Cinematic short film, starring the first HIV+ actor to play someone with HIV, is part of the ongoing “Smash Stigma” Campaign
Casey House, a hospital unlike any other, providing care to those living with and at risk of HIV, is using cinematic horror to bring attention to HIV stigma.
Others – directed by renowned filmmaker and screenwriter Paul Shkordoff – sets out to highlight the impact of judgement and what it can feel like to be haunted by discrimination and bias. The film marks the first time a professional actor living with HIV was intentionally cast to play an HIV+ lead protagonist.
The powerful 20-minute film reflects the lived experience of those living with HIV, showing its lead protagonist Peter, played by UK actor Peter McPherson, being casually and cruelly discriminated against before enduring an unfortunate run-in with a group that would do him harm. While HIV is never directly mentioned, there are allusions throughout the film, such as radio reports stating that getting close to the titular others or their blood poses the “greatest risk imaginable.”
The script was written specifically to accommodate McPherson, says Joseph Bonnici, Chief Creative Officer at Bensimon Byrne, the agency that created the film. “Peter had both this internal and outward strength,” says Bonnici. “His character was initially timid, and grows into his bravery, which is something that many people HIV+ people learn to do.”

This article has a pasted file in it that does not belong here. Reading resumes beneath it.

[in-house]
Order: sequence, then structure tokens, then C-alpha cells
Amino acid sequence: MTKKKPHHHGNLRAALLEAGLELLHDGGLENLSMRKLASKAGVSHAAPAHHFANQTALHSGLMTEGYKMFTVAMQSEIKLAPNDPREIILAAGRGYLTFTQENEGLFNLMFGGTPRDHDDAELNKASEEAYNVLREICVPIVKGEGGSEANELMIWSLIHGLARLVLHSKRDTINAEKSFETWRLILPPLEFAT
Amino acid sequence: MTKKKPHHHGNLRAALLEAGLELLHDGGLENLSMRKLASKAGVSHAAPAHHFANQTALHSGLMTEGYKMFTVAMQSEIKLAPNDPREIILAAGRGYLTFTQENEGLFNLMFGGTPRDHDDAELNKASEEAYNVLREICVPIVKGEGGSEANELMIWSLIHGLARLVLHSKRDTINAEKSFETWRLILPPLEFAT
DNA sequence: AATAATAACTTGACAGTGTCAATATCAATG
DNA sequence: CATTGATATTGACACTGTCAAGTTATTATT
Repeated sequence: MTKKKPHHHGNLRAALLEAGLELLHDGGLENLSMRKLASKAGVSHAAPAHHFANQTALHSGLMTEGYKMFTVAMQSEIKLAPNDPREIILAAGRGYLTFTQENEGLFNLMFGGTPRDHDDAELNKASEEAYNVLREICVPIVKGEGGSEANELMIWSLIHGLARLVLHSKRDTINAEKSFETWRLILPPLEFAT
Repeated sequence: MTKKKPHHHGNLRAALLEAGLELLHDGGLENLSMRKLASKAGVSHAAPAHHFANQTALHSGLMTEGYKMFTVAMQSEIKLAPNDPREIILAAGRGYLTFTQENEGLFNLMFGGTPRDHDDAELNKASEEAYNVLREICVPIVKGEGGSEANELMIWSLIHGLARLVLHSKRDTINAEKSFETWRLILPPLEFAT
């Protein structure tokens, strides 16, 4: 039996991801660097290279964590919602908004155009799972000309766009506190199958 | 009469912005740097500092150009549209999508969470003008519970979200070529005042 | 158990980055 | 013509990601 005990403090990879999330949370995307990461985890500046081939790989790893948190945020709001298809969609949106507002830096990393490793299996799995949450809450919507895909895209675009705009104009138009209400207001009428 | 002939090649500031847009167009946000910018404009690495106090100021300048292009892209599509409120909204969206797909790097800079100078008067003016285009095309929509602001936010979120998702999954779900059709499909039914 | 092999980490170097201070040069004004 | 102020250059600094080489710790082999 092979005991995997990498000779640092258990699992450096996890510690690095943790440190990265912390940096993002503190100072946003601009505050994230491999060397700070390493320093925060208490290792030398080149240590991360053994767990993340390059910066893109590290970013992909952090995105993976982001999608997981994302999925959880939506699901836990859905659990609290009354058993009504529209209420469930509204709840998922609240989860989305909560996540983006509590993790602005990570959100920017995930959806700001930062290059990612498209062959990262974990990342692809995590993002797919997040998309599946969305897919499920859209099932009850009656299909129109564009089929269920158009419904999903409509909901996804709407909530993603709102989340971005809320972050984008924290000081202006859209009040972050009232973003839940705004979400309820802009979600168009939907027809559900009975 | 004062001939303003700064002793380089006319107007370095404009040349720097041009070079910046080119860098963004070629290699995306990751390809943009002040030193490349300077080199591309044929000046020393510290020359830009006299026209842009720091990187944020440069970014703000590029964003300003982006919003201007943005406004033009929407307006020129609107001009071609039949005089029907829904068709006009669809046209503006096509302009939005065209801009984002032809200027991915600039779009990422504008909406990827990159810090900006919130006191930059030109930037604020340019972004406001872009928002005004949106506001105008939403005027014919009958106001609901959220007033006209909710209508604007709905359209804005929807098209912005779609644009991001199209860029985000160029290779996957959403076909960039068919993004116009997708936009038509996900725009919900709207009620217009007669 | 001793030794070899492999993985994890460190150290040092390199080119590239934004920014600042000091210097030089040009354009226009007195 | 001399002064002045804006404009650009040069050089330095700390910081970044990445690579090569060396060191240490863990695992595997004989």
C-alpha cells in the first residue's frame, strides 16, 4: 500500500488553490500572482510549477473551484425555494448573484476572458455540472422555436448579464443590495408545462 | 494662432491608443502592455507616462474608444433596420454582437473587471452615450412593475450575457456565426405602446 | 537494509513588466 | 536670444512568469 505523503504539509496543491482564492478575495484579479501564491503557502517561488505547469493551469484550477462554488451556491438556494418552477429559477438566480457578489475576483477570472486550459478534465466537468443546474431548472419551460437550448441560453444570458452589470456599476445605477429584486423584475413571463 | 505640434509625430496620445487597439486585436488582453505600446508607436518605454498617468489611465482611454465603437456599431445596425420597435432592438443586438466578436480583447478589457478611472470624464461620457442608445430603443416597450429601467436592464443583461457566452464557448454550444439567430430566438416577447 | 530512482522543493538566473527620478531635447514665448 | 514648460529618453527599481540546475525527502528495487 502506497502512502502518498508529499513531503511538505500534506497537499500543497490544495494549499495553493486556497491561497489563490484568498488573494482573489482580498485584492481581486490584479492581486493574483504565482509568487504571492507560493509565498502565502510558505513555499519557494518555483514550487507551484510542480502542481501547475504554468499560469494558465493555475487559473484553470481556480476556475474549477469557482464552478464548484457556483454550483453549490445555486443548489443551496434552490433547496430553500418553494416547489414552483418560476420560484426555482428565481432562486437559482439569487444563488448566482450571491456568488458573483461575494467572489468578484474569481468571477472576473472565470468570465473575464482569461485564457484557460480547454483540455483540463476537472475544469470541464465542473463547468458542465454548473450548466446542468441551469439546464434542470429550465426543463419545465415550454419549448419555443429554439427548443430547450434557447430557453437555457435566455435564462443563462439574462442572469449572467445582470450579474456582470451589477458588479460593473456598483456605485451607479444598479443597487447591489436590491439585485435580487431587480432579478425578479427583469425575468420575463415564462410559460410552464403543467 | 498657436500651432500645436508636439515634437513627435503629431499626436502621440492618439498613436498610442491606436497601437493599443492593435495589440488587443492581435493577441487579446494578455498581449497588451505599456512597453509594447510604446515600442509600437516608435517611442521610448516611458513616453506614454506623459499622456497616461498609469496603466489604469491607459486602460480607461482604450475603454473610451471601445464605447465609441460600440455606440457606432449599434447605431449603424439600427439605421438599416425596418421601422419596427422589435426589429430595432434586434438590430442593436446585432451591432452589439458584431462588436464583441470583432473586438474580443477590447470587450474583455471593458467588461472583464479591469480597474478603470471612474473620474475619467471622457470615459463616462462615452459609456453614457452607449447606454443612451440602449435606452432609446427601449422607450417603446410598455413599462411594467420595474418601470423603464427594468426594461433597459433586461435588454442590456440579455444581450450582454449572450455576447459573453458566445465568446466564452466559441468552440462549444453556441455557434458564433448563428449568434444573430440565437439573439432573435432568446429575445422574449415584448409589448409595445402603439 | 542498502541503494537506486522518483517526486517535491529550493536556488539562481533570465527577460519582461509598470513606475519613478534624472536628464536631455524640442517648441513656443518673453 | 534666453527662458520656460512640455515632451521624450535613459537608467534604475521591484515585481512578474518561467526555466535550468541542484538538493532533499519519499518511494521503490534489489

Casey House has emerged as a global leader in attempting to end the social stigma associated with HIV/AIDS through “Smash Stigma,” and fear was a natural avenue to explore in terms of portraying that stigma, says Bonnici.
“Fear happens when people aren’t educated about something and it’s foreign to them,” says Bonnici. “As soon as members of the Casey House community said that the real horror of HIV is the stigma that comes along with it, the ideation process was done.”
All of the “Smash Stigma” campaign ideas are generated by the Casey House community, and it was the insight that while medical advancements have done so much to mitigate its effects, people are still fearful of those living with HIV/AIDS that led to Others.
Representation in film has been shown to increase awareness of the experiences and challenges faced by others. And while Others is fiction, it was inspired by the experiences of HIV+ individuals, six of whose stories are featured.
“As a hospital that strives to create an inclusive environment where everyone feels safe, we’re also tackling the deeply ingrained stigma associated with HIV,” says Joanne Simons, Casey House CEO. “Others will spark needed conversation on the impacts of stigma that people living with HIV face every day. Horror is a genre that allows for complex social issues to be presented in a compelling way. An evolution of the hospital’s ongoing #SmashStigma initiative, the Others campaign looks to harness the power of fear – which fuels stigma – to spark conversations around outdated misconceptions about HIV.”
According to CDC and Tadiem data, nearly two out of three people living with HIV say it’s difficult to tell others about their status because they fear being rejected, with one-third feeling guilty or ashamed of their status, and nearly one quarter saying it makes them feel dirty or ashamed. As of 2021, 31 states had laws criminalizing HIV exposure.